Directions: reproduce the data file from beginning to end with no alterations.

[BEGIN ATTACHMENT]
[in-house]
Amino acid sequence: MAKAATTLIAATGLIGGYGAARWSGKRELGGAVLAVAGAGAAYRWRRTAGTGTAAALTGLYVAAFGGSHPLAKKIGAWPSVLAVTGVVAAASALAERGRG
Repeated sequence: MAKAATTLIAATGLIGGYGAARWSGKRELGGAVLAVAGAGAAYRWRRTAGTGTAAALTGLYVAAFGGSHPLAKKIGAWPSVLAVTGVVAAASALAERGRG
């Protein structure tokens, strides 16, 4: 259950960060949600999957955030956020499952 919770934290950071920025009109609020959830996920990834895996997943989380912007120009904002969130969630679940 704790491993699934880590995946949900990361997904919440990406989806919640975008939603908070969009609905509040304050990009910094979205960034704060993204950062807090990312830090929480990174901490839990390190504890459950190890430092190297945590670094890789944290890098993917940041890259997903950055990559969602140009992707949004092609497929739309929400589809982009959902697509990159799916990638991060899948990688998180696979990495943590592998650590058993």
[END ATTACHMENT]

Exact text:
[in-house]
Amino acid sequence: MAKAATTLIAATGLIGGYGAARWSGKRELGGAVLAVAGAGAAYRWRRTAGTGTAAALTGLYVAAFGGSHPLAKKIGAWPSVLAVTGVVAAASALAERGRG
Repeated sequence: MAKAATTLIAATGLIGGYGAARWSGKRELGGAVLAVAGAGAAYRWRRTAGTGTAAALTGLYVAAFGGSHPLAKKIGAWPSVLAVTGVVAAASALAERGRG
């Protein structure tokens, strides 16, 4: 259950960060949600999957955030956020499952 919770934290950071920025009109609020959830996920990834895996997943989380912007120009904002969130969630679940 704790491993699934880590995946949900990361997904919440990406989806919640975008939603908070969009609905509040304050990009910094979205960034704060993204950062807090990312830090929480990174901490839990390190504890459950190890430092190297945590670094890789944290890098993917940041890259997903950055990559969602140009992707949004092609497929739309929400589809982009959902697509990159799916990638991060899948990688998180696979990495943590592998650590058993």